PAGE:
DEC Announces Results of 2006 Bald Eagle Breeding Season

The 2006 bald eagle population in has increased statewide from previous years and currently is at record numbers. Each year, DEC wildlife staff and volunteer “nest-watchers” monitor the nesting eagle population. Known nesting territories are monitored early in the spring to confirm returning adults, nest location, egg-laying date and the hatching of young. In addition, considerable time is spent trying to locate new nesting pairs in areas where adult eagles may have been seen regularly.

After active nests are identified, each site is visited to confirm the number of young produced; place a predator guard—an aluminum flashing to prevent raccoons from climbing nest trees and killing eggs or young—around each tree; band the young; inspect the nest for security and contents, and fix the location with a GPS device. The GPS information is instrumental because all locations are placed into the state’s Master Habitat Database, which is scanned thousands of times a year when development or other projects are being considered around the state.

Landowner Support
Because all nests are not on public lands, personal contact with the landowner is established to garner their support, as well as to discuss bald eagle biology and needs. Almost without exception, landowners are pleased and proud that they have eagles nesting on their land, and they are eager to help in any way they can. Landowners are the first, and best, line of defense in protecting the reestablished eagle population, which is why their support is so essential.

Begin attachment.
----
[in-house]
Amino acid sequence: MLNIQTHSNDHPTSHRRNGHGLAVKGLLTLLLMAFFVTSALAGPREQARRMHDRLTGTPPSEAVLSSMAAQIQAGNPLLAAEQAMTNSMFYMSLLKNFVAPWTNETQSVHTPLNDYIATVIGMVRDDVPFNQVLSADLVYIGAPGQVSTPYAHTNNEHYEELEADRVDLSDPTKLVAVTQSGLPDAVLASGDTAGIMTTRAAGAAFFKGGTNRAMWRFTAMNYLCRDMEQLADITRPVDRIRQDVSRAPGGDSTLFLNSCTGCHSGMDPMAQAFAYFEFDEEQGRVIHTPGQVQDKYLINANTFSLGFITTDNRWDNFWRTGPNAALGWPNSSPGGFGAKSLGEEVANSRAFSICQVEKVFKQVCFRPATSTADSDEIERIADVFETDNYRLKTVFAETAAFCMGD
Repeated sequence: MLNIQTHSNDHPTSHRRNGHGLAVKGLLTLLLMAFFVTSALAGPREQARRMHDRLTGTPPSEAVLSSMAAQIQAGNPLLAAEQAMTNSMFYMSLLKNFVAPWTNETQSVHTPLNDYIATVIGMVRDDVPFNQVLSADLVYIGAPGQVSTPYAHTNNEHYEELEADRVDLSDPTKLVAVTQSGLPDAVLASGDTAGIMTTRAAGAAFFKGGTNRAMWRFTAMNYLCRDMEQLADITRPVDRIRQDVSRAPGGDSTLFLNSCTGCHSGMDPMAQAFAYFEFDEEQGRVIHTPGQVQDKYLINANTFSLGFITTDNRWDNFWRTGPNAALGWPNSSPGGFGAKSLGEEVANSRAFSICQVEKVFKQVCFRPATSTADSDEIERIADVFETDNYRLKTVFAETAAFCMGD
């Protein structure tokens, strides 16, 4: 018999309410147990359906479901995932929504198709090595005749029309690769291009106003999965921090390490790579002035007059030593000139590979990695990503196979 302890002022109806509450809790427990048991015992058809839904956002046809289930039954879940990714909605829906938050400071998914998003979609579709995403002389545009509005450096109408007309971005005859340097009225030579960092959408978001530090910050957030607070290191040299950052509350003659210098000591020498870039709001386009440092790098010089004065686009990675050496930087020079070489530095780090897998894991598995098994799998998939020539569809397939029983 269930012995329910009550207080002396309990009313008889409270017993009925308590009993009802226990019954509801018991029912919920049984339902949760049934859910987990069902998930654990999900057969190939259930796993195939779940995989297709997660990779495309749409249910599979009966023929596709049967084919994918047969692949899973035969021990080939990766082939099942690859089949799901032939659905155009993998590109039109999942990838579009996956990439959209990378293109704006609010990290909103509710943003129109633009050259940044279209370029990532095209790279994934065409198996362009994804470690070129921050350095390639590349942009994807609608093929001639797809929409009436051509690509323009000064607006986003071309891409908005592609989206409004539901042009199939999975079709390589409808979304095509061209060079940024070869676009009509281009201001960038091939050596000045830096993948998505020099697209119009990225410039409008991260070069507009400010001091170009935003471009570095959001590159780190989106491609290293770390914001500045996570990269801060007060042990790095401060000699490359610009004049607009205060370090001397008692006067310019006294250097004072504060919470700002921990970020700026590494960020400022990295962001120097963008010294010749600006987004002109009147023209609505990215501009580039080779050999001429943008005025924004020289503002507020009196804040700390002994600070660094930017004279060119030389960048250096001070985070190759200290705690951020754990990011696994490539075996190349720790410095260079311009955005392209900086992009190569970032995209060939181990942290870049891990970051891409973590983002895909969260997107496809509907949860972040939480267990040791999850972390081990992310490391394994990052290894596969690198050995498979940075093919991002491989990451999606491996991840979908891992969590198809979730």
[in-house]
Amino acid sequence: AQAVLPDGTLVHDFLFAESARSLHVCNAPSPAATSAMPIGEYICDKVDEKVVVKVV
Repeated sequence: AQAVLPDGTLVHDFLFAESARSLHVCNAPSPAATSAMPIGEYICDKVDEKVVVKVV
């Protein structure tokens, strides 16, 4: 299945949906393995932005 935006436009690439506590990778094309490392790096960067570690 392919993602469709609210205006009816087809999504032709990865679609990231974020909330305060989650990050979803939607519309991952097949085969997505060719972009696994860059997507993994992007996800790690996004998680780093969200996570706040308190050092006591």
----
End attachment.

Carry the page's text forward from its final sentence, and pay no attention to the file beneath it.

Record Numbers in 2006
During the first week of May 2006, nest visits began, and almost all nests had hatched. In the following two months, it was apparent that significantly more nests with three eaglets were encountered than ever before. By the time the final tally was completed in August 2006, a remarkable 172 young were counted as fledged from 110 nesting pairs in New York State during the 2006 breeding season.

These results mark a 20 percent increase in nesting pairs and a 54 percent increase in fledged young since 2005. Overall, 76 percent of all eagle pairs that nested in the state were successful in fledging young, with 30 percent of them producing three eaglets. The long-term average of nests with three eaglets is typically between 5-10 percent of all productive pairs. Biologists attribute the significant number of eaglets to very favorable mild and dry weather during the late winter and early spring when eagles were laying and hatching eggs, as well as to state and federal initiatives in place to protect these species. NYS DEC

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